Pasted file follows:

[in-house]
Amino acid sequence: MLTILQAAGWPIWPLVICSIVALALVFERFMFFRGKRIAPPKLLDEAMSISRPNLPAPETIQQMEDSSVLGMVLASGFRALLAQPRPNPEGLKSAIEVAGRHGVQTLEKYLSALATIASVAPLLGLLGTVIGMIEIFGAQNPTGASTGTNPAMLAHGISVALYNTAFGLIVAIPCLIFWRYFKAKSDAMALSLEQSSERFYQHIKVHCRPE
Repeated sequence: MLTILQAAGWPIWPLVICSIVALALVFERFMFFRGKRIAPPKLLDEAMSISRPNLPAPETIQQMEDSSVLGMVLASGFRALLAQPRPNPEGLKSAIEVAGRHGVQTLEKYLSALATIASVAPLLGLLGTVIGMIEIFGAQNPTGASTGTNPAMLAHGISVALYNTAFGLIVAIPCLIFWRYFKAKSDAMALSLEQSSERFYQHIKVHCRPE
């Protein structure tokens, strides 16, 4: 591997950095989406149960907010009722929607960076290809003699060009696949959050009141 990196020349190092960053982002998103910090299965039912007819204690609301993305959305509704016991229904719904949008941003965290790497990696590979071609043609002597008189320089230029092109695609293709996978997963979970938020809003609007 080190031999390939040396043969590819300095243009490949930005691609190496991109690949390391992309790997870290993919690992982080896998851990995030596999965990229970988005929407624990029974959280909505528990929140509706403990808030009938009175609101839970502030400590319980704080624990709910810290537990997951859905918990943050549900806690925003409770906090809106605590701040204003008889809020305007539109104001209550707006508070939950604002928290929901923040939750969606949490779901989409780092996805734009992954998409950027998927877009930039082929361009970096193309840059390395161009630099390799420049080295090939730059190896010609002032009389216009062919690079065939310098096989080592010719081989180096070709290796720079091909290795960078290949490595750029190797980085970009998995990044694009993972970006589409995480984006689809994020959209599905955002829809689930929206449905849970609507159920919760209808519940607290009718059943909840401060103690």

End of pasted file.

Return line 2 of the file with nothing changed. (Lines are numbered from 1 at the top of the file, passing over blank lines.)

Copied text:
Amino acid sequence: MLTILQAAGWPIWPLVICSIVALALVFERFMFFRGKRIAPPKLLDEAMSISRPNLPAPETIQQMEDSSVLGMVLASGFRALLAQPRPNPEGLKSAIEVAGRHGVQTLEKYLSALATIASVAPLLGLLGTVIGMIEIFGAQNPTGASTGTNPAMLAHGISVALYNTAFGLIVAIPCLIFWRYFKAKSDAMALSLEQSSERFYQHIKVHCRPE